"Sadly, sometimes ya just gotta roll with it." "This is how I deal with conflicting data/dates...." "Researching in the real world." "Review, review, review."
These are snipets of discussions I have shared with students and clients and other researchers over the years. I know, we all want EXACT dates, perfect to almost the hour, however, in my "real" world of researching, that does not always happen.
This post is based on my response to a querie from a fellow who was writing a family story, but, readily admitted he was no researcher/genealogist and he was confused about all the conflicting dates he was finding, especially in those all important birth and death dates. I have edited my responses (a little) for this post, and they are typed in black. Notes in parentheses have been added here and were not part of the original conversation and they are typed in blue.
Dates are frequently found to be in error or not in agreement.
(Back story on the death date, my author stated his subject died mid January 1915, but, the death certificate stated burial was in January 1916. His question, what to believe.)
Lets start with the death date, I see that as one of those things that happens at the new year, how many of us have written the old year, in this case 1915, for weeks into the new year, which in this case is 1916. Yep, seen it, I don't think it is a huge deal. If you can find or have an obituary for this person, is the obit published in 15 or 16? That would be the clincher for me.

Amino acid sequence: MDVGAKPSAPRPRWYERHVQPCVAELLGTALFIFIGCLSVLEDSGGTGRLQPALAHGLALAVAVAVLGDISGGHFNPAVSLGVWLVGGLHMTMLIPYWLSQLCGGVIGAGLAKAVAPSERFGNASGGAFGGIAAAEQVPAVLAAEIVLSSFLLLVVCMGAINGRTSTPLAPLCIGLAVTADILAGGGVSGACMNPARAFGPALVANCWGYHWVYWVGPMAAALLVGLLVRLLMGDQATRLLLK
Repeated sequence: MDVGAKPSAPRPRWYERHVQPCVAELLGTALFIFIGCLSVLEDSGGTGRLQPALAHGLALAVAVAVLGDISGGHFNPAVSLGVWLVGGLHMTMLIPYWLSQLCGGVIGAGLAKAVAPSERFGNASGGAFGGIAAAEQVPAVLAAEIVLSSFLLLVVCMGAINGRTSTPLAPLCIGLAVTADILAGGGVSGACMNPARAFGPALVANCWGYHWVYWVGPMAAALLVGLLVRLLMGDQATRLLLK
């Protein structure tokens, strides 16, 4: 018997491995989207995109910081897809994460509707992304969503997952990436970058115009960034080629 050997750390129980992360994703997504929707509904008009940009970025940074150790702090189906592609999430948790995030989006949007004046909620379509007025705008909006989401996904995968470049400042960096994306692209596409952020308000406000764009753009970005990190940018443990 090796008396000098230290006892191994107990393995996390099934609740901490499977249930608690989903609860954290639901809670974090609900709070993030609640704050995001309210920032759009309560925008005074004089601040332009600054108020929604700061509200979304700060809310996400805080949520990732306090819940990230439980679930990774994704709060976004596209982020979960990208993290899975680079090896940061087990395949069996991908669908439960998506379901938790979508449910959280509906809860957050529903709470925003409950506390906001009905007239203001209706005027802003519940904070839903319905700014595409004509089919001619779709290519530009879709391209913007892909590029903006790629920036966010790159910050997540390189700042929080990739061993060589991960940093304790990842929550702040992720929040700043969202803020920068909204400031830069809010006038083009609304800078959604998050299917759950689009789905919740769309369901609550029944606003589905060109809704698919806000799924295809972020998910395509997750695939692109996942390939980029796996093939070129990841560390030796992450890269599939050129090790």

(Note: of course, this becomes a big deal if you cannot locate an obituary. Also see * below.)
(Back story on the birth year, he had several dates, all stated the month to be October, but the day and the years differed. The years differed by 8 years.)
As for the birth date, I have people in my data base, in my research, that report their age in every census differently. Birth dates, death dates and even marriage dates are frequently reported as this birth date is, off on the actual day and year, but the month agrees.
From my point of view, for the birth dates, I would report them, but give each some source data, like this:
"From the 1900 census we find his birth reported as Oct. 1846,
but on his marriage application he states he was born Oct. 1845."
Also note, that if someone else reported that birth date, they may have made an error in the reporting.
(Note: Now that I re-read the original email, I note that the first birth date and the marriage date would mean that our dude was 14 at the time of his first marriage, not likely, possible, but not likely. I neglected to see this the first time around and therefore did not mention it to our book writer.)
Trouble with this sport, even tho what we really want is exact dates, what we frequently get is approximations, guesses and conflicting data.
Sadly, sometimes ya just gotta roll with it.
And thus ended my response to our book writer. I never heard back from him, maybe my "gotta roll with it" response was unsettling, I have no idea.
* As usual, while writing this post, the process of review kicked in. As this death occurred in Michigan in 1915, I decided to see if I could locate the death certificate at SeekingMichigan. And, I did, and what I read on the certificate said, this fellow died in 1916 and was buried in 1916. Don't cha just love handwitten documents?? Yes, I immediately emailed my find and my opinion of it to the original researcher. As he had only asked for opinions in his original email I had not looked for any records. I probably should have, but, in my defense, the original email came while Man and I were racing home from Alabama, wasn't the best of times for ole Carol.